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U.N. Pulling Americans From Northern Yemen Ahead of Houthi Terrorist Designation

The Trump administration’s parting gift to Saudi Arabia has made it necessary to evacuate at-risk aid workers from the world’s worst humanitarian crisis.

Martin Griffiths (center), the United Nations special envoy for Yemen
Martin Griffiths (center), the United Nations special envoy for Yemen, descends from his plane upon his arrival at Sanaa International Airport on Jan. 5, 2019. Mohammed Huwais/AFP via Getty Images

American staffers for the United Nations and some workers at nongovernmental organizations have been relocated out of northern Yemen in anticipation of the Trump administration’s possible terrorist designation for the Iran-backed Houthi rebels that is likely to complicate aid deliveries and further exacerbate the humanitarian crisis in the war-torn country.

Officials familiar with the decision said that more than a dozen Americans working for the U.N. and international relief agencies in Yemen have been transferred temporarily out of Houthi-controlled territory in Sanaa. It remained unclear whether they have been redeployed to southern Yemen or to the Ethiopian capital of Addis Ababa, or when they might return. Depending on conditions in the country, the staff could return to regular rotations after a short leave.

On Monday night, the U.N. sent an urgent WhatsApp message to relief agencies warning it was “most likely the designation of AA [Ansar Allah] as a terrorist organization will take place tonight by US Gov. UN are encouraging all US citizens to leave the North of Yemen as the implications are unknown.” Ansar Allah is the formal name of the Houthi movement, which recently freed two American hostages in the lead-up to the US election, which had been seen as a potential thaw with the group.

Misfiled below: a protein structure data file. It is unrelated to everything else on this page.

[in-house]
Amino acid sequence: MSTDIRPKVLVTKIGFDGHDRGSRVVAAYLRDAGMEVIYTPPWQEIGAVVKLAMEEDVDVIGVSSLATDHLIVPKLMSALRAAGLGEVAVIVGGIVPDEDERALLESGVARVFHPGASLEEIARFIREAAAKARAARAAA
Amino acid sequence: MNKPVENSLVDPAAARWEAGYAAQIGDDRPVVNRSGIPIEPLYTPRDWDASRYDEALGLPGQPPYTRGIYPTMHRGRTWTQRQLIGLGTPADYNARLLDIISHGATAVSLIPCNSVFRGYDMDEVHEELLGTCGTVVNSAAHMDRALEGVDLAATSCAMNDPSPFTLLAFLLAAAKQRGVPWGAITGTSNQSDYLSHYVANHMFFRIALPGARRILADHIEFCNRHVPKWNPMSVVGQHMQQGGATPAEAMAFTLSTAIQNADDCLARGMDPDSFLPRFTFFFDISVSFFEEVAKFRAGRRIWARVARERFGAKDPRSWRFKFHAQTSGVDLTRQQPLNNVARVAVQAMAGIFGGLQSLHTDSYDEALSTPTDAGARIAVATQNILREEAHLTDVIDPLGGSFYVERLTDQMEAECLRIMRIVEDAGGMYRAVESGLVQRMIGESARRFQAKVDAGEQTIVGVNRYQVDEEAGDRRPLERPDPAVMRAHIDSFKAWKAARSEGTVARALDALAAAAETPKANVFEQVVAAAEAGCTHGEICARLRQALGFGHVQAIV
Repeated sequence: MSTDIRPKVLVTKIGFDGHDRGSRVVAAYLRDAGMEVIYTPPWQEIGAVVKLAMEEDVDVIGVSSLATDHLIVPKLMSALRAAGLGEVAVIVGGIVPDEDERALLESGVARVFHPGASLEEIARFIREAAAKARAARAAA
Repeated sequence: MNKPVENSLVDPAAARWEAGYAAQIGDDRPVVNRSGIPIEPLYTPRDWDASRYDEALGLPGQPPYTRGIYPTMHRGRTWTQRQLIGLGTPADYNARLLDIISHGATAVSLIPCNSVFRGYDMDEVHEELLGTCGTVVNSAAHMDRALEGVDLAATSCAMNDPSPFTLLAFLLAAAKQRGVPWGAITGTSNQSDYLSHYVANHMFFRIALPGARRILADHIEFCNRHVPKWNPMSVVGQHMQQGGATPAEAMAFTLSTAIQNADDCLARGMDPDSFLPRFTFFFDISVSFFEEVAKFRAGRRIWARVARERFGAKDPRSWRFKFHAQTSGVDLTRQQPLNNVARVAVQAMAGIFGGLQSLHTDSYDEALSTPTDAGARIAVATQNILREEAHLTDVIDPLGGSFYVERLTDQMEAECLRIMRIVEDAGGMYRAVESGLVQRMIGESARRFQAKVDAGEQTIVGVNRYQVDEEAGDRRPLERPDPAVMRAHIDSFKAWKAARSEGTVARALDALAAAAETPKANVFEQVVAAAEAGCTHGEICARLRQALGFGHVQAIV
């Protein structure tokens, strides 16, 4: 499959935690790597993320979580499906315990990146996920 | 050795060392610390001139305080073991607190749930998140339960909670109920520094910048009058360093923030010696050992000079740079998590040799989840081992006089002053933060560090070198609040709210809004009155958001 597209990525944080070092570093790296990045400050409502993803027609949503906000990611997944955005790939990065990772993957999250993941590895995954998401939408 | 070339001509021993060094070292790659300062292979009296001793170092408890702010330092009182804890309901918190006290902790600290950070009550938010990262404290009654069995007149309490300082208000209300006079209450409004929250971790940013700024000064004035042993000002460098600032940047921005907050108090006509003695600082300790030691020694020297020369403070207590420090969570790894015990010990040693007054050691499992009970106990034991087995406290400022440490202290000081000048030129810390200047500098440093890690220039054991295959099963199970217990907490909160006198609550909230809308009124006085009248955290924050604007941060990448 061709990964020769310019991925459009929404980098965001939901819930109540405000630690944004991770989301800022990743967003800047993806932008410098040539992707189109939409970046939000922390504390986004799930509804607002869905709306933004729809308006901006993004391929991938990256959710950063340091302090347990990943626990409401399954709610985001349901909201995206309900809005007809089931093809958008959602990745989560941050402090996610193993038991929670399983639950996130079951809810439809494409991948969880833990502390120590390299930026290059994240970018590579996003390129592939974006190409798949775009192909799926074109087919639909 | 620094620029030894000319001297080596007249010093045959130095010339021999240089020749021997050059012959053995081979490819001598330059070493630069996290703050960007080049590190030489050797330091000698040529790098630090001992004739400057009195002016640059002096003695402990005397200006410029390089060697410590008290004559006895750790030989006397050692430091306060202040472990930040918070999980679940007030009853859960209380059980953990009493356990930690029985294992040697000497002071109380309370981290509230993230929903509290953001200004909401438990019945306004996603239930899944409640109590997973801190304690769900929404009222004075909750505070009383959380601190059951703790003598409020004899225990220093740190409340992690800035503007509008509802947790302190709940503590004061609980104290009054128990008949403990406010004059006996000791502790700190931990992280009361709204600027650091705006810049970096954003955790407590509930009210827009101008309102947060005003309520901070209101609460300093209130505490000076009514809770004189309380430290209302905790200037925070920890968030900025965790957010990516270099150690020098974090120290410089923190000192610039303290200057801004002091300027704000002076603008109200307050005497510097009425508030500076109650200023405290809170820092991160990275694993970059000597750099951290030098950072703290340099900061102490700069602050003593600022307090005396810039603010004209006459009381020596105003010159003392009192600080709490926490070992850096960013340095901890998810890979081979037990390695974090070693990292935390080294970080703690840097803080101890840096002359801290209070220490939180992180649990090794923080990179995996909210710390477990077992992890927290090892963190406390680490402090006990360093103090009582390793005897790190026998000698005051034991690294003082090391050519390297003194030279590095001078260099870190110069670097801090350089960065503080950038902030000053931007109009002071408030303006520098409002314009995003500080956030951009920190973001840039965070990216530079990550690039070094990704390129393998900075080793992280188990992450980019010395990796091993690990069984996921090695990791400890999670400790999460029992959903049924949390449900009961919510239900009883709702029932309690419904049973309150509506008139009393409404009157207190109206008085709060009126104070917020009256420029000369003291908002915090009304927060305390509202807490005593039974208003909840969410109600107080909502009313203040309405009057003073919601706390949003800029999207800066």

“While it is not likely to be too harsh e.g. kidnapping it could result in restriction of movement. A list of those wishing to leave Sanaa to Aden or Addis on the Wednesday flight will be accommodated,” the WhatsApp message continued.

The U.N.’s expectation that the U.S. designation would occur on Monday was not borne out, but U.N. officials went through with the relocation of American workers.

The U.N. is not characterizing the move as a formal evacuation but a forward rotation of Americans out of Houthi-controlled zones, akin to an early leave that officials take each month. But it reflects growing concern among aid organizations and the U.N. that the Houthis, a Shiite group that controls territory in Yemen’s mountainous northern region that’s home to the bulk of the country’s population, could retaliate against U.S. citizens after the Trump administration designates the group as a terrorist organization. Last year, aid agencies in the town of Dhale were attacked with rocket-propelled grenades, forcing 12 organizations to suspend operations.

But it also reflects growing pessimism about the impact of the designation on a potential humanitarian response, which had already been hampered by the coronavirus pandemic and a prior suspension of U.S. aid. Yemen is considered the world’s worst humanitarian crisis, with over 24 million people, around 80 percent of the country’s total population, in need of humanitarian aid and millions of people on the brink of famine. Aid organizations and experts worry that the designation could lead to further food insecurity, as well as complicating international financial transfers for a nation heavily reliant on imports and remittances.